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LITTLE ROCK - Dreams of a white Christmas have turned into post-Christmas nightmares for some Arkansas homeowners who sustained property damage or had downed trees as a result of the Christmas Day winter storm.

Cleanup continues for those Arkansans, who may seek assistance from home-repair professionals or tree-removal specialists. While most contractors are reputable, some may seek to take advantage of consumers in the wake of a disaster by overcharging or failing to deliver on promised work.

These so-called "storm chasers" often go door-to-door through storm-ravaged neighborhoods using high-pressure tactics to try to secure debris-removal or repair jobs. Attorney General Dustin McDaniel urged consumers to be cautious in their selection of contractors. He issued this Consumer Alert today to help protect consumers from being targeted by scammers in the wake of the storm.

"We've seen so many examples of neighbors helping neighbors as they recover from the storm, and while events like this bring out the best in almost all Arkansans, it unfortunately brings out the worst in a few others," McDaniel said. "Hopefully, consumers can avoid those con artists and prevent a bad situation from becoming worse."

McDaniel advised consumers to always obtain estimates from several contractors before paying for work, even if it may be necessary to act quickly. Even during normal circumstances, the Attorney General's Consumer Protection Division often receives complaints about tree-trimming services that seem to be vastly overcharging consumers for work. So, getting estimates from at least three different contractors is in a consumer's best interest.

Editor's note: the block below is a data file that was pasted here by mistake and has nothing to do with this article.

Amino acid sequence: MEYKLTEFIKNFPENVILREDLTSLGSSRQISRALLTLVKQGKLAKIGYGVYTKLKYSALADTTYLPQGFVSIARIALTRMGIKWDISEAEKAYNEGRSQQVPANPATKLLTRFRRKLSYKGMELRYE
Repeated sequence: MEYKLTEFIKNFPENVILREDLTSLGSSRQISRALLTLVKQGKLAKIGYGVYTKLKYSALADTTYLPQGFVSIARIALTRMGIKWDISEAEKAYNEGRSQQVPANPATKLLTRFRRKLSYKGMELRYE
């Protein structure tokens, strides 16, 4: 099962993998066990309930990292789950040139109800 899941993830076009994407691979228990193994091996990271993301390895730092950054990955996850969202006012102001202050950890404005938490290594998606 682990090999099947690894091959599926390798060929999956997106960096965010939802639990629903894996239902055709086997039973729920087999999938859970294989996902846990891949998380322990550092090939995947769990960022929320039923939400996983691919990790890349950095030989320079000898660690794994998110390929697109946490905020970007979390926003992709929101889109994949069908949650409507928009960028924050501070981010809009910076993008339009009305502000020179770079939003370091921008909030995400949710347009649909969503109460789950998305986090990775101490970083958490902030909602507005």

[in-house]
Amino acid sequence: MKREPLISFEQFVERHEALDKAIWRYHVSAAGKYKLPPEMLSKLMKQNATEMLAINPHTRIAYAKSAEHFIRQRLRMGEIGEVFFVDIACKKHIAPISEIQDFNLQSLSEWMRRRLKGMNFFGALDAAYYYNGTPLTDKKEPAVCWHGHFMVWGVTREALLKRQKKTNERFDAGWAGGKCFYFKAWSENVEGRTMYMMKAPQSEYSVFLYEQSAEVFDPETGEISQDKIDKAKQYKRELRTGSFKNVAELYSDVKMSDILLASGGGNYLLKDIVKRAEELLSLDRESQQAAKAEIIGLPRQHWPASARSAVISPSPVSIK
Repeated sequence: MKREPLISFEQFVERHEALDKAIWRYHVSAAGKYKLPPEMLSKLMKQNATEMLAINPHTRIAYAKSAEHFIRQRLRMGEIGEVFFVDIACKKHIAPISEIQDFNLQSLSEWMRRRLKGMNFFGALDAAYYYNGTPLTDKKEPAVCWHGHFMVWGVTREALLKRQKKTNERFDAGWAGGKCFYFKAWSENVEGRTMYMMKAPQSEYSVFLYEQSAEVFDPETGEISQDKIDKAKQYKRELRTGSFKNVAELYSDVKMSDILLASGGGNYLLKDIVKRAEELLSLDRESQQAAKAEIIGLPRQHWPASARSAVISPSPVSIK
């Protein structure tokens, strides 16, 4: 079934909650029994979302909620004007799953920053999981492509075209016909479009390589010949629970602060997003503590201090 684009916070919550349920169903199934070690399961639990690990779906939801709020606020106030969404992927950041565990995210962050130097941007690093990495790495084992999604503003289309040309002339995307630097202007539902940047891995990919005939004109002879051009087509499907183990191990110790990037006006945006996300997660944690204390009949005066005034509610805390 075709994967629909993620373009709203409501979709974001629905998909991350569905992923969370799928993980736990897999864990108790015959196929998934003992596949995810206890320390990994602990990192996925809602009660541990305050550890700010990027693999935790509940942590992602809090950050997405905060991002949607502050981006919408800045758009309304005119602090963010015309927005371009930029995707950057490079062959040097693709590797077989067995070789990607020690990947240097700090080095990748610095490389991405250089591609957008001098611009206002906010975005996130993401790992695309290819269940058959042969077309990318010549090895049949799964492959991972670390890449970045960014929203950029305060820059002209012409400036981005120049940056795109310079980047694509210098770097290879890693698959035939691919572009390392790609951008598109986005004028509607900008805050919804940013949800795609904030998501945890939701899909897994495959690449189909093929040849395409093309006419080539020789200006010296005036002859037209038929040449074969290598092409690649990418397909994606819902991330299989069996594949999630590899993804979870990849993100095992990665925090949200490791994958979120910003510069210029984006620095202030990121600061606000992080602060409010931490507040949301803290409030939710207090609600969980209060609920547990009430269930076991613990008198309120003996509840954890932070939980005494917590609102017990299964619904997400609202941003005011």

Further, McDaniel encouraged consumers to select contractors they know and trust, whenever possible. Consumers should talk with friends and family to see if they have any recommendations regarding reputable contractors, ask the businesses for references, or check out a business' track record through the Better Business Bureau.

Consumers should also make sure that contracts are put into writing. A contract should indicate exactly what is to be done, the quality of materials to be used and an expected completion date. The contract should always include details about the price and any required financing.

For any payment that requires funds expected to be received from an insurance carrier, consumers should deal with their insurance carriers directly, rather than authorizing the contractor to negotiate with the insurance provider. The Attorney General's Office has pursued litigation against several contractors who have taken insurance proceeds without completing a job.

Finally, consumers should never pay in advance for any type of repair or debris-removal service. A payment plan that involves paying a third in advance, a third while the work is ongoing and a third at the end of the job is preferable. Consumers should always be able to inspect the completed work before final payment.

For more information about "storm chasers" or other consumer-related issues, visit the Consumer Protection Division website at www.GotYourBackArkansas.org or call (800) 482-8982.


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